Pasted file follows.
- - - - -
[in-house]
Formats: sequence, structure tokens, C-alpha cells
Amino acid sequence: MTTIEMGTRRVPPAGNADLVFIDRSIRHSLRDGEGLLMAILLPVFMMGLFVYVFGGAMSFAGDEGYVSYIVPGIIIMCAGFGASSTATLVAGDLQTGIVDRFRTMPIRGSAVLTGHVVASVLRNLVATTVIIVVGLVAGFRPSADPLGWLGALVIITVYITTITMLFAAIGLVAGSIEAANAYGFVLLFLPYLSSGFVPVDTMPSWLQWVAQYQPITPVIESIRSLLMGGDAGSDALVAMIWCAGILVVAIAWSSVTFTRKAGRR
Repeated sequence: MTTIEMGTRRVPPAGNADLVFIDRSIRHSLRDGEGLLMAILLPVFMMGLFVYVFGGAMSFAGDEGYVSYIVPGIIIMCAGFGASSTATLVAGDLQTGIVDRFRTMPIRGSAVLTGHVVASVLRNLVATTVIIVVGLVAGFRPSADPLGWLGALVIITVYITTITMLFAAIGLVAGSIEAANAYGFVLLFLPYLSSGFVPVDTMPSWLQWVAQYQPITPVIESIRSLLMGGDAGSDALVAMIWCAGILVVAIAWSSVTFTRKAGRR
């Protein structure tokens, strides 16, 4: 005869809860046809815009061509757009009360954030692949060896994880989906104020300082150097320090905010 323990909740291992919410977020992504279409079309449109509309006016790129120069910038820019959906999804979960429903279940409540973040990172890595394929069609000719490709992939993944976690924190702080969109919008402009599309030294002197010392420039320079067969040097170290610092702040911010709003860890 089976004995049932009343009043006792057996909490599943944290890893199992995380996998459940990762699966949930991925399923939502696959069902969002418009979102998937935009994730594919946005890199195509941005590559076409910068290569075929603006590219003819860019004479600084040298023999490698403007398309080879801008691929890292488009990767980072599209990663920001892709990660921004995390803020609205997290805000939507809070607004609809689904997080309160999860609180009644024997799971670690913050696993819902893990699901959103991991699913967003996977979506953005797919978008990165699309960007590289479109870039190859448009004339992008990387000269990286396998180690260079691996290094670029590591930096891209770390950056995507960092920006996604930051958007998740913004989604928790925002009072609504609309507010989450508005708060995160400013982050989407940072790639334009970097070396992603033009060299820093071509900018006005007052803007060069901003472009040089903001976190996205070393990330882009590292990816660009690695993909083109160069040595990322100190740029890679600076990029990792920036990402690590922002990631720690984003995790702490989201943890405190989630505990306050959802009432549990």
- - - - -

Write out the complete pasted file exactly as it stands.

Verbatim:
[in-house]
Formats: sequence, structure tokens, C-alpha cells
Amino acid sequence: MTTIEMGTRRVPPAGNADLVFIDRSIRHSLRDGEGLLMAILLPVFMMGLFVYVFGGAMSFAGDEGYVSYIVPGIIIMCAGFGASSTATLVAGDLQTGIVDRFRTMPIRGSAVLTGHVVASVLRNLVATTVIIVVGLVAGFRPSADPLGWLGALVIITVYITTITMLFAAIGLVAGSIEAANAYGFVLLFLPYLSSGFVPVDTMPSWLQWVAQYQPITPVIESIRSLLMGGDAGSDALVAMIWCAGILVVAIAWSSVTFTRKAGRR
Repeated sequence: MTTIEMGTRRVPPAGNADLVFIDRSIRHSLRDGEGLLMAILLPVFMMGLFVYVFGGAMSFAGDEGYVSYIVPGIIIMCAGFGASSTATLVAGDLQTGIVDRFRTMPIRGSAVLTGHVVASVLRNLVATTVIIVVGLVAGFRPSADPLGWLGALVIITVYITTITMLFAAIGLVAGSIEAANAYGFVLLFLPYLSSGFVPVDTMPSWLQWVAQYQPITPVIESIRSLLMGGDAGSDALVAMIWCAGILVVAIAWSSVTFTRKAGRR
């Protein structure tokens, strides 16, 4: 005869809860046809815009061509757009009360954030692949060896994880989906104020300082150097320090905010 323990909740291992919410977020992504279409079309449109509309006016790129120069910038820019959906999804979960429903279940409540973040990172890595394929069609000719490709992939993944976690924190702080969109919008402009599309030294002197010392420039320079067969040097170290610092702040911010709003860890 089976004995049932009343009043006792057996909490599943944290890893199992995380996998459940990762699966949930991925399923939502696959069902969002418009979102998937935009994730594919946005890199195509941005590559076409910068290569075929603006590219003819860019004479600084040298023999490698403007398309080879801008691929890292488009990767980072599209990663920001892709990660921004995390803020609205997290805000939507809070607004609809689904997080309160999860609180009644024997799971670690913050696993819902893990699901959103991991699913967003996977979506953005797919978008990165699309960007590289479109870039190859448009004339992008990387000269990286396998180690260079691996290094670029590591930096891209770390950056995507960092920006996604930051958007998740913004989604928790925002009072609504609309507010989450508005708060995160400013982050989407940072790639334009970097070396992603033009060299820093071509900018006005007052803007060069901003472009040089903001976190996205070393990330882009590292990816660009690695993909083109160069040595990322100190740029890679600076990029990792920036990402690590922002990631720690984003995790702490989201943890405190989630505990306050959802009432549990």